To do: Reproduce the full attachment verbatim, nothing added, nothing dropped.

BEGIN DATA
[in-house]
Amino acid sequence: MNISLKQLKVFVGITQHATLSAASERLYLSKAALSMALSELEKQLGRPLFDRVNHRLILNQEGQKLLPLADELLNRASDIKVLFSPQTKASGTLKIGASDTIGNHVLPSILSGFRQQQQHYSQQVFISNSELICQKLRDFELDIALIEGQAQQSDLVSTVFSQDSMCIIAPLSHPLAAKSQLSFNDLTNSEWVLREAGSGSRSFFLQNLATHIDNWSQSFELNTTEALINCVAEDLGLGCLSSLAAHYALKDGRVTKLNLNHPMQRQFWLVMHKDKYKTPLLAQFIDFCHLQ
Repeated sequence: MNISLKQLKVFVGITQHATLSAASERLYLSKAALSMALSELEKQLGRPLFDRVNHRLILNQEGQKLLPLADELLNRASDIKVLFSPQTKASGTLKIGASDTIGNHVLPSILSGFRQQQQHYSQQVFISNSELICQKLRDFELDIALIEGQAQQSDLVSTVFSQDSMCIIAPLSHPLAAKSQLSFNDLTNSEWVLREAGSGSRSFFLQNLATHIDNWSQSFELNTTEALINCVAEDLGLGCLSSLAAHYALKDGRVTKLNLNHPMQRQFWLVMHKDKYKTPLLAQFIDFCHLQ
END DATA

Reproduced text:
[in-house]
Amino acid sequence: MNISLKQLKVFVGITQHATLSAASERLYLSKAALSMALSELEKQLGRPLFDRVNHRLILNQEGQKLLPLADELLNRASDIKVLFSPQTKASGTLKIGASDTIGNHVLPSILSGFRQQQQHYSQQVFISNSELICQKLRDFELDIALIEGQAQQSDLVSTVFSQDSMCIIAPLSHPLAAKSQLSFNDLTNSEWVLREAGSGSRSFFLQNLATHIDNWSQSFELNTTEALINCVAEDLGLGCLSSLAAHYALKDGRVTKLNLNHPMQRQFWLVMHKDKYKTPLLAQFIDFCHLQ
Repeated sequence: MNISLKQLKVFVGITQHATLSAASERLYLSKAALSMALSELEKQLGRPLFDRVNHRLILNQEGQKLLPLADELLNRASDIKVLFSPQTKASGTLKIGASDTIGNHVLPSILSGFRQQQQHYSQQVFISNSELICQKLRDFELDIALIEGQAQQSDLVSTVFSQDSMCIIAPLSHPLAAKSQLSFNDLTNSEWVLREAGSGSRSFFLQNLATHIDNWSQSFELNTTEALINCVAEDLGLGCLSSLAAHYALKDGRVTKLNLNHPMQRQFWLVMHKDKYKTPLLAQFIDFCHLQ